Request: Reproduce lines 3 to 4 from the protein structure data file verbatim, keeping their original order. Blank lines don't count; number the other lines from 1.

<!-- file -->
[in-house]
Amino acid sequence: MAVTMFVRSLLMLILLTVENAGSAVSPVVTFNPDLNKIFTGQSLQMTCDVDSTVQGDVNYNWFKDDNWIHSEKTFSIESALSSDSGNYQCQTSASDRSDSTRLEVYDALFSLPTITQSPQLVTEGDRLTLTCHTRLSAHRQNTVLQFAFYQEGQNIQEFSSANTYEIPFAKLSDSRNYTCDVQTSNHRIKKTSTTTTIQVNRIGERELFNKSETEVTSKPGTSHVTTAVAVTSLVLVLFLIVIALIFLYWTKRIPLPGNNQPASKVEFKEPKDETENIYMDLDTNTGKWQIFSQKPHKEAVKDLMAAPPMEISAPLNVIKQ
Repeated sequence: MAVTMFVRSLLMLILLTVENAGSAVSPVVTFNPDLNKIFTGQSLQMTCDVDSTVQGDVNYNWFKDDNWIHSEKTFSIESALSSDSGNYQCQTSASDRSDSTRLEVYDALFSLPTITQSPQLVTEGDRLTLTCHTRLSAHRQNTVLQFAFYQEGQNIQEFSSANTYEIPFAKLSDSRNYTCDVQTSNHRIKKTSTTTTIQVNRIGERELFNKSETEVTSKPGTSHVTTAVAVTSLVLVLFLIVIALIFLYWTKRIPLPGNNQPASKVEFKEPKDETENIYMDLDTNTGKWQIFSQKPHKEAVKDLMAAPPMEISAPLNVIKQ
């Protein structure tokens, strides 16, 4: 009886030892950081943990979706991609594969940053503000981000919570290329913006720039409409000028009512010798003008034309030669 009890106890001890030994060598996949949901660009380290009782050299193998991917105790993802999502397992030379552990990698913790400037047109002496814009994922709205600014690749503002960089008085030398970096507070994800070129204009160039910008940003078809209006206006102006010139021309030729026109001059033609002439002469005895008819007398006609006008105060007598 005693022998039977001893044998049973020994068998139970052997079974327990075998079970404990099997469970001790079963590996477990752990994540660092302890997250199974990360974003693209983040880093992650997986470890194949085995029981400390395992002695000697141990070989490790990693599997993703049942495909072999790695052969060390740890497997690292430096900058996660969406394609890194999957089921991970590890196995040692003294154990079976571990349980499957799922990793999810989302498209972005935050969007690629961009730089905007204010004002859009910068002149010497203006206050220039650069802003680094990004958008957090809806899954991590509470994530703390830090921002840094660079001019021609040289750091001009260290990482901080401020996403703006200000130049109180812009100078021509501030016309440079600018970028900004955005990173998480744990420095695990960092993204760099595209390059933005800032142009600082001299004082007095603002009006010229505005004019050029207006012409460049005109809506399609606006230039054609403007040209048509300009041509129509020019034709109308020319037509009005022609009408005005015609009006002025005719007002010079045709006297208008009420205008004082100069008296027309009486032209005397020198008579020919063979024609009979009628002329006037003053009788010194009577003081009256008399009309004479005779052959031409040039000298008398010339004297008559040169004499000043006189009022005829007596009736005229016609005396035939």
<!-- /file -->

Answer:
Repeated sequence: MAVTMFVRSLLMLILLTVENAGSAVSPVVTFNPDLNKIFTGQSLQMTCDVDSTVQGDVNYNWFKDDNWIHSEKTFSIESALSSDSGNYQCQTSASDRSDSTRLEVYDALFSLPTITQSPQLVTEGDRLTLTCHTRLSAHRQNTVLQFAFYQEGQNIQEFSSANTYEIPFAKLSDSRNYTCDVQTSNHRIKKTSTTTTIQVNRIGERELFNKSETEVTSKPGTSHVTTAVAVTSLVLVLFLIVIALIFLYWTKRIPLPGNNQPASKVEFKEPKDETENIYMDLDTNTGKWQIFSQKPHKEAVKDLMAAPPMEISAPLNVIKQ
């Protein structure tokens, strides 16, 4: 009886030892950081943990979706991609594969940053503000981000919570290329913006720039409409000028009512010798003008034309030669 009890106890001890030994060598996949949901660009380290009782050299193998991917105790993802999502397992030379552990990698913790400037047109002496814009994922709205600014690749503002960089008085030398970096507070994800070129204009160039910008940003078809209006206006102006010139021309030729026109001059033609002439002469005895008819007398006609006008105060007598 005693022998039977001893044998049973020994068998139970052997079974327990075998079970404990099997469970001790079963590996477990752990994540660092302890997250199974990360974003693209983040880093992650997986470890194949085995029981400390395992002695000697141990070989490790990693599997993703049942495909072999790695052969060390740890497997690292430096900058996660969406394609890194999957089921991970590890196995040692003294154990079976571990349980499957799922990793999810989302498209972005935050969007690629961009730089905007204010004002859009910068002149010497203006206050220039650069802003680094990004958008957090809806899954991590509470994530703390830090921002840094660079001019021609040289750091001009260290990482901080401020996403703006200000130049109180812009100078021509501030016309440079600018970028900004955005990173998480744990420095695990960092993204760099595209390059933005800032142009600082001299004082007095603002009006010229505005004019050029207006012409460049005109809506399609606006230039054609403007040209048509300009041509129509020019034709109308020319037509009005022609009408005005015609009006002025005719007002010079045709006297208008009420205008004082100069008296027309009486032209005397020198008579020919063979024609009979009628002329006037003053009788010194009577003081009256008399009309004479005779052959031409040039000298008398010339004297008559040169004499000043006189009022005829007596009736005229016609005396035939």